Guessing that Smell

Try exploring objects with your child using the sense of smell alone.

Gather some household items that have specific scents your child is familiar with. Spices (like cinnamon), foods for baking (vanilla and lemon), and bath products (soaps and shampoos) work especially well and may be readily available. Or you can try natural items, like flowers and pine needles.

Do not encourage your child to do this without your help. Some smells, like ammonia, can be dangerous.

Have your child close her eyes as you hold the items up for her to smell. Can you describe the smell? Do you like some smells better than others? Can you guess what it smells like?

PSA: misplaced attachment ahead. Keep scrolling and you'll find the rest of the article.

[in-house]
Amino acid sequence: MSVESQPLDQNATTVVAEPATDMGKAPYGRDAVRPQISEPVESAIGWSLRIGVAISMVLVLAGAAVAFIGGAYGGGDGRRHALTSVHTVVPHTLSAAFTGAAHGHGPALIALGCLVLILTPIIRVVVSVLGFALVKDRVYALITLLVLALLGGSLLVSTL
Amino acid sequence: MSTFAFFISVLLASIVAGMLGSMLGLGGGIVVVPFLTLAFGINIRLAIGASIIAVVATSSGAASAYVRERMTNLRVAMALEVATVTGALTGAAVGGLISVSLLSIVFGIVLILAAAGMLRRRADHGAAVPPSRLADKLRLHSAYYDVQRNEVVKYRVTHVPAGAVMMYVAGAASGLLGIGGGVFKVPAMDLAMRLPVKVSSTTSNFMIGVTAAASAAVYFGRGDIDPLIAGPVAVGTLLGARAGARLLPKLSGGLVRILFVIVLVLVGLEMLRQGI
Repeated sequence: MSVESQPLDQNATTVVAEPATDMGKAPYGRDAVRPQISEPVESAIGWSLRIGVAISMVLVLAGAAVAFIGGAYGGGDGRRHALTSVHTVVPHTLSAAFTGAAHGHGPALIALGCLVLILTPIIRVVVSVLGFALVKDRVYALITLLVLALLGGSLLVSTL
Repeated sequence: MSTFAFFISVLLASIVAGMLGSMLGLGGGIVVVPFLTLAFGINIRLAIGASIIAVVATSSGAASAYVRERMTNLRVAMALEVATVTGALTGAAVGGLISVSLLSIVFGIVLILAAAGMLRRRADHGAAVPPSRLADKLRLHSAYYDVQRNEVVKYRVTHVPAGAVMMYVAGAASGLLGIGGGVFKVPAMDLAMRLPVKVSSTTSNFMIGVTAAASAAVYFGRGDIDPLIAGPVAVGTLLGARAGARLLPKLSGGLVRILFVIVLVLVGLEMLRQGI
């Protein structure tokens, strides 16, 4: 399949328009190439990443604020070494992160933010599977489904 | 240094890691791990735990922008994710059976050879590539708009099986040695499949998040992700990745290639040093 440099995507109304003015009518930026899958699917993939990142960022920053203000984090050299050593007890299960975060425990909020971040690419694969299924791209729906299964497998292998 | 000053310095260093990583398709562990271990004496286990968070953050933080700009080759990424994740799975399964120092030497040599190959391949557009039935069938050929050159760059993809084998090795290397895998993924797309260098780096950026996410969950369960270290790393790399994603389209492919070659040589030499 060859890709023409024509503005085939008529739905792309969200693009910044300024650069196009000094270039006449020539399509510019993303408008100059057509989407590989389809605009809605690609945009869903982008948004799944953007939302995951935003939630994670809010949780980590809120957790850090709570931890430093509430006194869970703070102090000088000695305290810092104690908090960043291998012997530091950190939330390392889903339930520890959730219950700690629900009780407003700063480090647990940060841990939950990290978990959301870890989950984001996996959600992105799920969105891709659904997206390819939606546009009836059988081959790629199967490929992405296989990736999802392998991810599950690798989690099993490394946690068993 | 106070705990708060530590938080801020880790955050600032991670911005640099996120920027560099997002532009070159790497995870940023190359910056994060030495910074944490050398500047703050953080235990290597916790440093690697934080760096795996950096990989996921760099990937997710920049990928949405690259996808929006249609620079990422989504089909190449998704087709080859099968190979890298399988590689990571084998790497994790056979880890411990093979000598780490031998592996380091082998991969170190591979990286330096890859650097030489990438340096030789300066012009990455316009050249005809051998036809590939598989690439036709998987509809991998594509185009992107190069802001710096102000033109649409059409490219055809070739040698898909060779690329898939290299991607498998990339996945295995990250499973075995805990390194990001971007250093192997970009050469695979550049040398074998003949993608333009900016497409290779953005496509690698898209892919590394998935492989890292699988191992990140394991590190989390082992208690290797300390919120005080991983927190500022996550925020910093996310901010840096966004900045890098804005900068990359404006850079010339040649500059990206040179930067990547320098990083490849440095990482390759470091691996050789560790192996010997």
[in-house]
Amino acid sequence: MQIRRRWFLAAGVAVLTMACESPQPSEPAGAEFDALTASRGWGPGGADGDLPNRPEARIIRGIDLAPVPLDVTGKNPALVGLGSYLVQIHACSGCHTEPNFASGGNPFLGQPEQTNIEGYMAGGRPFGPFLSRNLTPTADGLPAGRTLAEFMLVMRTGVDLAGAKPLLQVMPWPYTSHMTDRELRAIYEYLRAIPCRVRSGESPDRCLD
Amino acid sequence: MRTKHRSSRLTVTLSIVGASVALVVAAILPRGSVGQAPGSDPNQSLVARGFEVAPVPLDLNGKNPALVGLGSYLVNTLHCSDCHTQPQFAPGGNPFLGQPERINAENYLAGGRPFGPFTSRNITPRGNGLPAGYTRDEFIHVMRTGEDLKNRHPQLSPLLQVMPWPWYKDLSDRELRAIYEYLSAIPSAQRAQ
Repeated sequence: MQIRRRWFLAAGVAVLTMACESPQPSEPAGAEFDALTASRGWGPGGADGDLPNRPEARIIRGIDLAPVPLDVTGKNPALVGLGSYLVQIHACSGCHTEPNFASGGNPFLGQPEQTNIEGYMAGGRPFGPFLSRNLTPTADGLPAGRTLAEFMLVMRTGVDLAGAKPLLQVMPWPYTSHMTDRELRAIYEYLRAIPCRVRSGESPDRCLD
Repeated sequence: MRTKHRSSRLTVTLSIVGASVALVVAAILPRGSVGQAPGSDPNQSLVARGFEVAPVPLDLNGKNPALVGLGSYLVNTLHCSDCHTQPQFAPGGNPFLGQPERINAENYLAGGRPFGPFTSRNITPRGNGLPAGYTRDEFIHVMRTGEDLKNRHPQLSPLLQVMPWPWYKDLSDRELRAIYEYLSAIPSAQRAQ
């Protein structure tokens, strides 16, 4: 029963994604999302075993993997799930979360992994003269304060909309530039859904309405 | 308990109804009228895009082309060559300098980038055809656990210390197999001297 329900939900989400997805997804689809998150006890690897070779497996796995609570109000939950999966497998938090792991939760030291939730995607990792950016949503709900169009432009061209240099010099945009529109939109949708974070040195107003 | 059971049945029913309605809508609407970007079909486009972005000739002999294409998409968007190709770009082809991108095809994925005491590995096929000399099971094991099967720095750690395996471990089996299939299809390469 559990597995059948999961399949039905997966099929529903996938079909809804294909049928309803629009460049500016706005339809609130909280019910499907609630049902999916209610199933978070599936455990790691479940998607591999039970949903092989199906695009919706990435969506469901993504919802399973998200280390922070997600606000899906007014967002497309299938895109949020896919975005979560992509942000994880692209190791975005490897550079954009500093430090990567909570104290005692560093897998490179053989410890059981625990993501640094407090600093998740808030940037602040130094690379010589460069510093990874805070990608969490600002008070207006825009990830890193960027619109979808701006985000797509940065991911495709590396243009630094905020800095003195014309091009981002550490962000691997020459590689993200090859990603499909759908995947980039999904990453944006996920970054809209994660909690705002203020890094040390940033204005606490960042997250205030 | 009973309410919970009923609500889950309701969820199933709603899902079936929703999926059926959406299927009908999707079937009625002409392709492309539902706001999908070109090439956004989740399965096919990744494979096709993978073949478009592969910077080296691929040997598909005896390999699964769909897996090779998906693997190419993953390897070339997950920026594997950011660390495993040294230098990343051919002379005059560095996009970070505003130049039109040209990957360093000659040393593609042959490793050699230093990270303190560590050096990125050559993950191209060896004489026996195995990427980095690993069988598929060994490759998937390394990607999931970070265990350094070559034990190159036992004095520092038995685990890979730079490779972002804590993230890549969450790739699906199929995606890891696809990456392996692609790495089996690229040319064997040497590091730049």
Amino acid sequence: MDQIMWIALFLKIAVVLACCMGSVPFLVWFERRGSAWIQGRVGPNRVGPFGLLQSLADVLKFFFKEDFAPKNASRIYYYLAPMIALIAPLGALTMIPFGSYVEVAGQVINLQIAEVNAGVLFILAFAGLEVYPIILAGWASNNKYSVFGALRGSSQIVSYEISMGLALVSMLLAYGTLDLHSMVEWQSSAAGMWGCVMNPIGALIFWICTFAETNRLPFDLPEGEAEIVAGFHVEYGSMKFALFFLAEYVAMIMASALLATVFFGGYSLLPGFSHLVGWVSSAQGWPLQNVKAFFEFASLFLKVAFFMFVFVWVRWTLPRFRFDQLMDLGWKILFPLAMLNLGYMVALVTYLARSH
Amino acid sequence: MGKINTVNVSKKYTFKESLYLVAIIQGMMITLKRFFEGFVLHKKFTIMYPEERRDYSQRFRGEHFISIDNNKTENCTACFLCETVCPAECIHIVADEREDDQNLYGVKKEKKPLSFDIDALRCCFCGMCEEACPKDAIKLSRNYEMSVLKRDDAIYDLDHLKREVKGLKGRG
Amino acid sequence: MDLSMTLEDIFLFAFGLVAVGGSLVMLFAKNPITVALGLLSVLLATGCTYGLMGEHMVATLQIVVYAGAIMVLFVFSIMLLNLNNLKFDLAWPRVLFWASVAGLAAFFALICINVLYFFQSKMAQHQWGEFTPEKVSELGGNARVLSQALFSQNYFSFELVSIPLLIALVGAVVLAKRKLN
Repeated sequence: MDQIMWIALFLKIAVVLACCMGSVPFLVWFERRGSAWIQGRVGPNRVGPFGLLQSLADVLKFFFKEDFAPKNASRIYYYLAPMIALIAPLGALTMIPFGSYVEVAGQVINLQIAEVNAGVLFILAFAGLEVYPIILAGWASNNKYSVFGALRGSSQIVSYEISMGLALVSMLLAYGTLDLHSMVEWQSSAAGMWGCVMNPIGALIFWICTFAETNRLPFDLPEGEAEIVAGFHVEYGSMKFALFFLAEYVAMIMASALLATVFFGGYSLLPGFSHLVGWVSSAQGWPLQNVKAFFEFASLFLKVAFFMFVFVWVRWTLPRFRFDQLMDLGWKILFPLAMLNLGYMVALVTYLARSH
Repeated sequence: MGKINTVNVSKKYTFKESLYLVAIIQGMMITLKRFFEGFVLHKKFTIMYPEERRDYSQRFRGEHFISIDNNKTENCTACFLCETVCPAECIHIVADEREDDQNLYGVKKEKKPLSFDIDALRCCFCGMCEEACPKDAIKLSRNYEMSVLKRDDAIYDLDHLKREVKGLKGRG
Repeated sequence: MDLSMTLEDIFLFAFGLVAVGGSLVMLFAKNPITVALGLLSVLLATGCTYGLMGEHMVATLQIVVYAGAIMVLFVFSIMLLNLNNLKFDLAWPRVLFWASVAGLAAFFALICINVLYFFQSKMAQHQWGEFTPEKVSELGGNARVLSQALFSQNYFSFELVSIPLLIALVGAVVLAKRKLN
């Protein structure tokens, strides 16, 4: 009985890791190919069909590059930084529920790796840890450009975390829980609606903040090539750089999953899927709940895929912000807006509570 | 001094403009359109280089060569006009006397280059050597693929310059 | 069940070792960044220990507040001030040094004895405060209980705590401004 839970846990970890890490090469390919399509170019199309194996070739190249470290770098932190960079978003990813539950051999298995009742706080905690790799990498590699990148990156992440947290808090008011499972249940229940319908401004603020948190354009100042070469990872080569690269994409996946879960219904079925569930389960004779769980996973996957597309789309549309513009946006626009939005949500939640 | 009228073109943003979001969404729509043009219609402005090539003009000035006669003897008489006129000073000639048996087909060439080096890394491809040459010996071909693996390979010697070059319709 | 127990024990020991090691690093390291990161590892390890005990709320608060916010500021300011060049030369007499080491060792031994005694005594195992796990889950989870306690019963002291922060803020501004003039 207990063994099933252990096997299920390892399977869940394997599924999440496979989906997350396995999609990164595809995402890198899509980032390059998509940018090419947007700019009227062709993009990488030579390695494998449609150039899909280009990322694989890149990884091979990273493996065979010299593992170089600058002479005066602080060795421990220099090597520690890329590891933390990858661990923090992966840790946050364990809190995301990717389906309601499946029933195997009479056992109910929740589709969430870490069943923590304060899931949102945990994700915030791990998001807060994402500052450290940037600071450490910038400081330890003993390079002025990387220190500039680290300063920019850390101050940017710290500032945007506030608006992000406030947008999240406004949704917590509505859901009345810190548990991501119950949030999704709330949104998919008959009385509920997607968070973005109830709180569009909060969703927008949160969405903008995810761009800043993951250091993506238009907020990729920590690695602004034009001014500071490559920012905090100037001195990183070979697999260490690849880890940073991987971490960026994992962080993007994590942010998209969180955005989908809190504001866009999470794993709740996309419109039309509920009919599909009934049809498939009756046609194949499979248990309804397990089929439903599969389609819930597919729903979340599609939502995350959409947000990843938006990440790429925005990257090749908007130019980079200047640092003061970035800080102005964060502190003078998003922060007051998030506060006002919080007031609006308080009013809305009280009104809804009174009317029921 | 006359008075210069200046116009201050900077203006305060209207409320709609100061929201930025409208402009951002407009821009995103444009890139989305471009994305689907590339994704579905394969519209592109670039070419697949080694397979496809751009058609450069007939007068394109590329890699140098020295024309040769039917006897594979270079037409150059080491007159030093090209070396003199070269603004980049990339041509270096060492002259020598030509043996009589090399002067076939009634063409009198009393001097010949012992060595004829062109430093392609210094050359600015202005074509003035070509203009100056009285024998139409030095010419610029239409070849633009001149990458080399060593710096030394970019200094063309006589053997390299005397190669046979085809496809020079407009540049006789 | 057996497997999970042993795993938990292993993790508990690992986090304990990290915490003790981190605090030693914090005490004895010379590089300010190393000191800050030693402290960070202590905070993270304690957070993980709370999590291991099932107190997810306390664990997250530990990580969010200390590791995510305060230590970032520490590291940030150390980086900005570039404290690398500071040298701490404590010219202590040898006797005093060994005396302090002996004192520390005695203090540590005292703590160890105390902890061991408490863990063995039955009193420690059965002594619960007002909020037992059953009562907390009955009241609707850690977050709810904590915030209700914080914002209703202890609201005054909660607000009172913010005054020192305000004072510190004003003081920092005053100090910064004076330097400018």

If your child enjoys this activity, play this smelling game. Gather extracts (like almond and orange), cotton balls, and small containers (baby food jars or old film canisters work well). Make two samples of each scent by soaking two cotton balls in each extract and placing them each in a separate container. Once you've made about eight to ten altogether (four to five different scents) move the containers around to mix them up.

Now, ask your child to try and match the identical scents. Once your child masters this game you can add more smells to make it more challenging. If you put the covers on the containers, you can keep this game and play it on another day.

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